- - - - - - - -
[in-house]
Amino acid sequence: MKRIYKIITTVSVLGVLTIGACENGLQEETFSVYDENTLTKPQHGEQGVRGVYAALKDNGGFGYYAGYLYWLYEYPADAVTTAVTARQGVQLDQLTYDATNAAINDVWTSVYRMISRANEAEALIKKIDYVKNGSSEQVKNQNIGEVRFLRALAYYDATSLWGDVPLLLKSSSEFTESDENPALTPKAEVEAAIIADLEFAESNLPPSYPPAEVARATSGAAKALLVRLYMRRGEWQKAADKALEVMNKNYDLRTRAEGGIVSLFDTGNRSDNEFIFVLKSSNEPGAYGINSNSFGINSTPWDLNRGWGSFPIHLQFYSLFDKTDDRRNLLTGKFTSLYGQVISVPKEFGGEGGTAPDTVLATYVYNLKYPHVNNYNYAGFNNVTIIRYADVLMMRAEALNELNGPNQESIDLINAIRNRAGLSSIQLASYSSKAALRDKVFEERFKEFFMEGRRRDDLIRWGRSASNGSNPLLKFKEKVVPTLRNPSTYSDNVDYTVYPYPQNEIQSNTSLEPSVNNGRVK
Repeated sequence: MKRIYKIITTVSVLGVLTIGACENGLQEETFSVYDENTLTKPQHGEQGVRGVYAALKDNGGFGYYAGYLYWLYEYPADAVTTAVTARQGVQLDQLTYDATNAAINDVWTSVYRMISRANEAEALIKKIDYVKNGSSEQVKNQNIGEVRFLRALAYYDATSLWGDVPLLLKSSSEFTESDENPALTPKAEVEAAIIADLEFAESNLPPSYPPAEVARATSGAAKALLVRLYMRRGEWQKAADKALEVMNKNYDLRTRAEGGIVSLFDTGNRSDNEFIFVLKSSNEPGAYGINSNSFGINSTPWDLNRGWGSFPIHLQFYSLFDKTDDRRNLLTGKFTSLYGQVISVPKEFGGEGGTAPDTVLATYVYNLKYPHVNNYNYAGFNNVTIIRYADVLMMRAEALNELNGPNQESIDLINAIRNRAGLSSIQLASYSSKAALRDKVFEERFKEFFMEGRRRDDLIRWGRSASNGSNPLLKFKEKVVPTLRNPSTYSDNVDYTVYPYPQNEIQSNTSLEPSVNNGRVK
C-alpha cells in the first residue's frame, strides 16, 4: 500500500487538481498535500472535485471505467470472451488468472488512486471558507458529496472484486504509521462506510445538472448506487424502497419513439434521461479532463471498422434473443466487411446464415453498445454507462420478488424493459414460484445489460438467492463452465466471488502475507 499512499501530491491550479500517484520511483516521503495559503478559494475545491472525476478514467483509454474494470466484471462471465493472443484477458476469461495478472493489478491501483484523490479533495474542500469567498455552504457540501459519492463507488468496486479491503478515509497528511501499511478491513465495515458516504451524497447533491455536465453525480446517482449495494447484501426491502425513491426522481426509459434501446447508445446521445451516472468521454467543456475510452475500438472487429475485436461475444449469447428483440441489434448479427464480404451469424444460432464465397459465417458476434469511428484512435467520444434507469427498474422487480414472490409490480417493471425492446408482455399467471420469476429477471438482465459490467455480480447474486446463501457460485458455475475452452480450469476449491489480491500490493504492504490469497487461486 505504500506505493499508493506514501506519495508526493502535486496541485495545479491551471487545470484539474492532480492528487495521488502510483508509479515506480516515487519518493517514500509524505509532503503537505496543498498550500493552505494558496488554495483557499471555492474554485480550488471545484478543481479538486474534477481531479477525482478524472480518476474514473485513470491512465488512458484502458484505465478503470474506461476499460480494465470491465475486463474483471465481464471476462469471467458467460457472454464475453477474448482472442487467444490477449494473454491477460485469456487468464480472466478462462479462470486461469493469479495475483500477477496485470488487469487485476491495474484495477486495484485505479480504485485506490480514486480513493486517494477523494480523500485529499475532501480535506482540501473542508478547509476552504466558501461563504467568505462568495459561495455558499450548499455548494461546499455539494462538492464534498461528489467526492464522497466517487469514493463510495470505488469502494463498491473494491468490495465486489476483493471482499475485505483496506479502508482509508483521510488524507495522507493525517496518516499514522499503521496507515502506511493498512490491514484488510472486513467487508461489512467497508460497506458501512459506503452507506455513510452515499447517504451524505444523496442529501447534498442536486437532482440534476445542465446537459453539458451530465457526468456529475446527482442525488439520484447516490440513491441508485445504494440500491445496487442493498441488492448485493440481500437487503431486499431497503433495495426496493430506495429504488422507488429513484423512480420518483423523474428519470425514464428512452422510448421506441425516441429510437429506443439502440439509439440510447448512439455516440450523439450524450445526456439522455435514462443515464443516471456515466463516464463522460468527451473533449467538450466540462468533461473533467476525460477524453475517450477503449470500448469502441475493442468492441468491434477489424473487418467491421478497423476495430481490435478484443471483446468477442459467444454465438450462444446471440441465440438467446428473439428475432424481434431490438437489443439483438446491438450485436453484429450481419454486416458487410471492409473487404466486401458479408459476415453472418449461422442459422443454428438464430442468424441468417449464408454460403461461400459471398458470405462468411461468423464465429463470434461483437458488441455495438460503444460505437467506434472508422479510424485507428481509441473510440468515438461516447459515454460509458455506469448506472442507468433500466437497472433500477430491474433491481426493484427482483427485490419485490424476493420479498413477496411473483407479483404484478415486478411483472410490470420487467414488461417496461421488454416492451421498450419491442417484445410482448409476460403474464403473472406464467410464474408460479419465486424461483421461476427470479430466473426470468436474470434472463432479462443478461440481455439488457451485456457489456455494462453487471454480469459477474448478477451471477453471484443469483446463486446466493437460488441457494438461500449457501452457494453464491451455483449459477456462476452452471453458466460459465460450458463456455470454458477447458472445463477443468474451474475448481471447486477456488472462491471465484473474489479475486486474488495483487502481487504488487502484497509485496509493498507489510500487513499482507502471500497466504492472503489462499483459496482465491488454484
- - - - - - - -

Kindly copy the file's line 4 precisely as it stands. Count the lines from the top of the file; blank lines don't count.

C-alpha cells in the first residue's frame, strides 16, 4: 500500500487538481498535500472535485471505467470472451488468472488512486471558507458529496472484486504509521462506510445538472448506487424502497419513439434521461479532463471498422434473443466487411446464415453498445454507462420478488424493459414460484445489460438467492463452465466471488502475507 499512499501530491491550479500517484520511483516521503495559503478559494475545491472525476478514467483509454474494470466484471462471465493472443484477458476469461495478472493489478491501483484523490479533495474542500469567498455552504457540501459519492463507488468496486479491503478515509497528511501499511478491513465495515458516504451524497447533491455536465453525480446517482449495494447484501426491502425513491426522481426509459434501446447508445446521445451516472468521454467543456475510452475500438472487429475485436461475444449469447428483440441489434448479427464480404451469424444460432464465397459465417458476434469511428484512435467520444434507469427498474422487480414472490409490480417493471425492446408482455399467471420469476429477471438482465459490467455480480447474486446463501457460485458455475475452452480450469476449491489480491500490493504492504490469497487461486 505504500506505493499508493506514501506519495508526493502535486496541485495545479491551471487545470484539474492532480492528487495521488502510483508509479515506480516515487519518493517514500509524505509532503503537505496543498498550500493552505494558496488554495483557499471555492474554485480550488471545484478543481479538486474534477481531479477525482478524472480518476474514473485513470491512465488512458484502458484505465478503470474506461476499460480494465470491465475486463474483471465481464471476462469471467458467460457472454464475453477474448482472442487467444490477449494473454491477460485469456487468464480472466478462462479462470486461469493469479495475483500477477496485470488487469487485476491495474484495477486495484485505479480504485485506490480514486480513493486517494477523494480523500485529499475532501480535506482540501473542508478547509476552504466558501461563504467568505462568495459561495455558499450548499455548494461546499455539494462538492464534498461528489467526492464522497466517487469514493463510495470505488469502494463498491473494491468490495465486489476483493471482499475485505483496506479502508482509508483521510488524507495522507493525517496518516499514522499503521496507515502506511493498512490491514484488510472486513467487508461489512467497508460497506458501512459506503452507506455513510452515499447517504451524505444523496442529501447534498442536486437532482440534476445542465446537459453539458451530465457526468456529475446527482442525488439520484447516490440513491441508485445504494440500491445496487442493498441488492448485493440481500437487503431486499431497503433495495426496493430506495429504488422507488429513484423512480420518483423523474428519470425514464428512452422510448421506441425516441429510437429506443439502440439509439440510447448512439455516440450523439450524450445526456439522455435514462443515464443516471456515466463516464463522460468527451473533449467538450466540462468533461473533467476525460477524453475517450477503449470500448469502441475493442468492441468491434477489424473487418467491421478497423476495430481490435478484443471483446468477442459467444454465438450462444446471440441465440438467446428473439428475432424481434431490438437489443439483438446491438450485436453484429450481419454486416458487410471492409473487404466486401458479408459476415453472418449461422442459422443454428438464430442468424441468417449464408454460403461461400459471398458470405462468411461468423464465429463470434461483437458488441455495438460503444460505437467506434472508422479510424485507428481509441473510440468515438461516447459515454460509458455506469448506472442507468433500466437497472433500477430491474433491481426493484427482483427485490419485490424476493420479498413477496411473483407479483404484478415486478411483472410490470420487467414488461417496461421488454416492451421498450419491442417484445410482448409476460403474464403473472406464467410464474408460479419465486424461483421461476427470479430466473426470468436474470434472463432479462443478461440481455439488457451485456457489456455494462453487471454480469459477474448478477451471477453471484443469483446463486446466493437460488441457494438461500449457501452457494453464491451455483449459477456462476452452471453458466460459465460450458463456455470454458477447458472445463477443468474451474475448481471447486477456488472462491471465484473474489479475486486474488495483487502481487504488487502484497509485496509493498507489510500487513499482507502471500497466504492472503489462499483459496482465491488454484